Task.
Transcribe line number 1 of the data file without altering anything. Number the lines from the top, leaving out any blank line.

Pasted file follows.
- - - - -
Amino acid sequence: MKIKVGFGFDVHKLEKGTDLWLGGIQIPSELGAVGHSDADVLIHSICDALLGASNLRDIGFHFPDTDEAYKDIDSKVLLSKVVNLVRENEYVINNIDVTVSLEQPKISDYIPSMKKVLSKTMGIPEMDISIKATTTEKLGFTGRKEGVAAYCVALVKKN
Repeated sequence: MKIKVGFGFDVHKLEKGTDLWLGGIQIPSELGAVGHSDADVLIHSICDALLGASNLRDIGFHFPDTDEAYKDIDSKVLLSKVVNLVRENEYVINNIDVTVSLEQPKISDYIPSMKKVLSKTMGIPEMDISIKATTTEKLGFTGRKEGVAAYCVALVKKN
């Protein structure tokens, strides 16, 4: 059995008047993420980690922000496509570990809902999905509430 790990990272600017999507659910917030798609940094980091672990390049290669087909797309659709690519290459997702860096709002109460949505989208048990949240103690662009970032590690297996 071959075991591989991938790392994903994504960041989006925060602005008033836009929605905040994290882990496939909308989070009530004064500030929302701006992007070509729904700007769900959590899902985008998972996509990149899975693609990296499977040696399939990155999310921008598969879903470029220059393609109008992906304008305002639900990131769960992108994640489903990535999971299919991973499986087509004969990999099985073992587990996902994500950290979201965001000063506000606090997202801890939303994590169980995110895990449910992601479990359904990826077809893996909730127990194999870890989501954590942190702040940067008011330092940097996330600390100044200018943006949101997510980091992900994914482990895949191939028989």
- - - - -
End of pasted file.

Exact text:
Amino acid sequence: MKIKVGFGFDVHKLEKGTDLWLGGIQIPSELGAVGHSDADVLIHSICDALLGASNLRDIGFHFPDTDEAYKDIDSKVLLSKVVNLVRENEYVINNIDVTVSLEQPKISDYIPSMKKVLSKTMGIPEMDISIKATTTEKLGFTGRKEGVAAYCVALVKKN